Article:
Guest Post - Seven Essential Tips for Managing a Long-Distance Move with Kids

 Moving with kids

Moving can be one of the most stressful activities you can undertake in your lifetime. This is particularly true if it is the first time you are moving, if you have a lot of items, if you are moving a long distance, or if you are moving with a family. Combine any of these things, and that just exacerbates the stress you can feel undertaking this task.

Moving with kids is probably the most stressful of these items, primarily because it requires extra physical and emotional energy to go smoothly. Although several things go into planning a move, here are seven essential tips for managing a long-distance move with children.

Make a Plan Ahead of Your Move

Once you’ve made the decision to move, there are a lot of additional choices you must make. This is especially true if you are moving to another state or country. The most important thing you can do is sit down with your partner and make a plan for your move. How long do you have until you need to be out of your house? Will you be driving or flying or a combination of both to get to your new destination? Will you be hiring movers or handling the packing and moving yourselves? How will you divvy up responsibilities between the two of you?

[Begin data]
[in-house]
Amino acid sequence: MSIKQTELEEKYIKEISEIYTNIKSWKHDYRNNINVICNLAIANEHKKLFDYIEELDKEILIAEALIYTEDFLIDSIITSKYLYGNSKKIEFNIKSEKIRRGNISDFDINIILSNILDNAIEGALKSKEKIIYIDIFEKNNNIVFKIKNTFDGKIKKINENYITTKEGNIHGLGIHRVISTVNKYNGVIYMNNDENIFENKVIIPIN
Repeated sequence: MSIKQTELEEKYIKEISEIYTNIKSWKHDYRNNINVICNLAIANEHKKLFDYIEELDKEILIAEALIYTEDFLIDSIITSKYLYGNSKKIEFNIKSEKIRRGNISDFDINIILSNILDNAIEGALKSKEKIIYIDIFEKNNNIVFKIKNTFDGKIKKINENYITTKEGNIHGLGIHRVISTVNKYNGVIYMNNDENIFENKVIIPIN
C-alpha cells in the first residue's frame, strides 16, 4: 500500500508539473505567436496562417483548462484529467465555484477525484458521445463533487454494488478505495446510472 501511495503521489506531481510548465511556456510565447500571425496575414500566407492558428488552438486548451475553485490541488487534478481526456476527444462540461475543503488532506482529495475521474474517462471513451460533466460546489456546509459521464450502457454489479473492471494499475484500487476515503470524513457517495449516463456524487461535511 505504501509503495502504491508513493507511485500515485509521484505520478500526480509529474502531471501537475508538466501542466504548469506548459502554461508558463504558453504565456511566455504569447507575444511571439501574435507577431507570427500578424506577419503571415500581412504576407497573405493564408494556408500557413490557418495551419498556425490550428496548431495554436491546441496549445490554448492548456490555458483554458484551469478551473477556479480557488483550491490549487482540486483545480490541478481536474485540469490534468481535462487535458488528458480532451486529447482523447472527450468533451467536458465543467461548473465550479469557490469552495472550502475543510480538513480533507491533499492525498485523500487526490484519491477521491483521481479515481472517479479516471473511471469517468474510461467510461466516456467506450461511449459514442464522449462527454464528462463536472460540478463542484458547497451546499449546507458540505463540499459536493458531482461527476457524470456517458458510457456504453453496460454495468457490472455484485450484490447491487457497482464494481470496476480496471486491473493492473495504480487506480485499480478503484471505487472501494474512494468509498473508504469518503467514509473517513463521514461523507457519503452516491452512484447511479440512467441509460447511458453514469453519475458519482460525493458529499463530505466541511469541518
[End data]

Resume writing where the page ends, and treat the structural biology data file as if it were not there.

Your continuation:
Being able to refer back to a pre-set plan throughout your moving process will significantly lessen the stress between the two of you. It will also allow you to talk to your kids about all the necessary steps of the move since you will know what is going on yourselves, thereby making them feel less anxious about what could be the first stressful event of their short lives.

A few critical things to remember as you are making your plan. Be sure to change your address at least a few weeks ahead of the move and forward your mail through USPS. This goes for any bills, newspaper or magazine accounts, and personal correspondence. Consider sending an updated address notification to your friends and family members who send written correspondence to you. You could even ask your friends and family to write letters or cards to your kids and send them to the new address so when you all arrive, there is mail waiting for you. This can help your children feel like the new house is their home and not just a strange place.